The Cistercian monastery of Stams is located in the Austrian Upper Inn Valley about 35 km west of Innsbruck and can be seen from far away.
The monastery was founded by Elisabeth of Bavaria in 1272. It became an important economic centre of the region, privileges were extended, fiefs existed as far as the Swabian area and Bavaria. In the 14th century, the Stamser Fathers were even entrusted with the preservation of the imperial regalia for several decades.
In the 16th century the monastery was plundered in the course of the peasant uprisings and in 1152 Elector Moritz of Saxony devastated the monastery again in the turmoil of the Schmalkaldic Wars. Finally, in 1593 a large fire destroyed large parts of the monastery complex.
The Baroque reconstruction took place between 1650 and 1750, during which, among other things, the two striking "onion towers" were built. The baroque and rococo interior of the church also dates from this period.
After the turmoil of the Second World War, the collegiate church was thoroughly renovated under Abbot Bernhard (1973-1985).
The Cistercians in the Middle Ages
Friedrich v. Büren †1094
Friedrich I, Hg. v. Schwaben †1105
Friedrich II Kg. Konrad III.
Hg. v. Schwaben 1138-1152
Ks. Friedrich I. Barbarossa 1152-1190
Ks. Heinrich VI. 1190-1197
Ks. Friedrich II. 1212/15-1250
Kg. Konrad IV. 1237-1257
Bei During a stay of Emperor Friedrich II in Bavaria in 1235, he engaged his seven-year-old son Konrad to Elisabeth (born around 1227), the daughter of Duke Otto II the Illustrious of Bavaria, and Agnes, daughter of Heinrich, Count Palatine near Rhine. The marriage took place in 1246. Konradin became the only child from this marriage. King Konrad IV, who never saw his son, died only two years after his birth. After Konrad's death, the concern was for her son Konradin and the task of preserving his paternal inheritance. Before leaving for Wasserburg am Inn, Elisabeth stayed with little Konradin, initially with her brother, Duke Ludwig II, the Strict of Bavaria, who was Konrad's guardian. Queen Elisabeth was present when he had his wife Maria of Brabant executed on 18 January 1256, probably without reason.
It is understandable that the mother withdrew her son from this guardian. He came into the care of Bishop Eberhard of Constance, where he spent a happy childhood, enjoyed an excellent upbringing and was instructed in chivalric exercises such as minnesong.
Five years after the death of her first husband, Elizabeth entered into a second marriage with Meinhard II in 1259. Counts of Gorizia and Tyrol. Konradin seems to have remained in Constance during this time - he is said to have later disapproved of his mother's marriage, which was not in keeping with his social status.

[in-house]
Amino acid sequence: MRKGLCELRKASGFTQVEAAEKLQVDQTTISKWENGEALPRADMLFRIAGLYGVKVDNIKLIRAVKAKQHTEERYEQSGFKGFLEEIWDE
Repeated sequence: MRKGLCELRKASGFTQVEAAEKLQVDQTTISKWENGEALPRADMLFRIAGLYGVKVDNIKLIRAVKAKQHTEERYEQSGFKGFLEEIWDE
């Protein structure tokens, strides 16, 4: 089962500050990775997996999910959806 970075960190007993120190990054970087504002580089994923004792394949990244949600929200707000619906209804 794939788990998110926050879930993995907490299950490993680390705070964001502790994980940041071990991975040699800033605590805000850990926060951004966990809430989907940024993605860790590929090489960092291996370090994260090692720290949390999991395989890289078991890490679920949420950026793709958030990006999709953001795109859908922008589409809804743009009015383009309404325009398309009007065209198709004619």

She stubbornly defended her son's right as successor to Conrad IV against Manfred, who wanted to assert the Sicilian heritage of the Staufers.
After Manfred's death in the Battle of Benevento in 1266, Konradin decided, after a busy life in Germany, to move to Italy himself and fight for the Staufer southern empire. After a brilliant court day in Augsburg in 1266, Konradin fixed his move to Italy for the late summer of 1267. His mother strongly advised that he should be content with a peaceful and quiet life in his duchy, his guardian and uncle advised him to take the train to Italy.
On August 22, 1267 Conradin said goodbye to his mother in Hohenschwangau. In Castle Tyrol, where Elisabeth now lived, she received the news of her defeat at Tagliacozzo and the execution of her son.
The reports about where the dead Konradin was taken to contradict each other. One of them says, "that Elizabeth hurried to Naples, but came too late and was only given permission to build a chapel over his grave. This report does not seem very credible. Conrad's tomb is today in the church of S. Maria del Carmine in Naples.
In 1272, Elisabeth had a monastery built in Stams by her second husband Count Meinhard II of Gorizia-Tyrol in memory of Conradin, in place of a wooden pilgrimage chapel in the middle of old oak woods, dedicated to John the Baptist and looked after by twelve monks.
The second marriage of Elizabeth produced four sons and two daughters. Their daughter Elizabeth married Albrecht I of Habsburg. When her husband was murdered in Windisch (Switzerland, Aargau), she founded the monastery there.
Elisabeth of Bavaria died in 1273 at Gojen Castle above Meran before the Stams Monastery was completed. She was first buried at Castle Tyrol, and then ceremonially buried in Stams in 1284. Her husband was buried at her side in 1298. Four children of Meinhard and Elisabeth also rest there.
For the next 35 km to Innsbruck, the Inn Valley Cycle Path runs a little off the motorway. Only at Zirl it gets uncomfortable again, so close to the highway. Finally I was in Innsbruck, which was full of tourists as usual and it was hard to find a place to stay overnight.
Inn Valley Cycle Path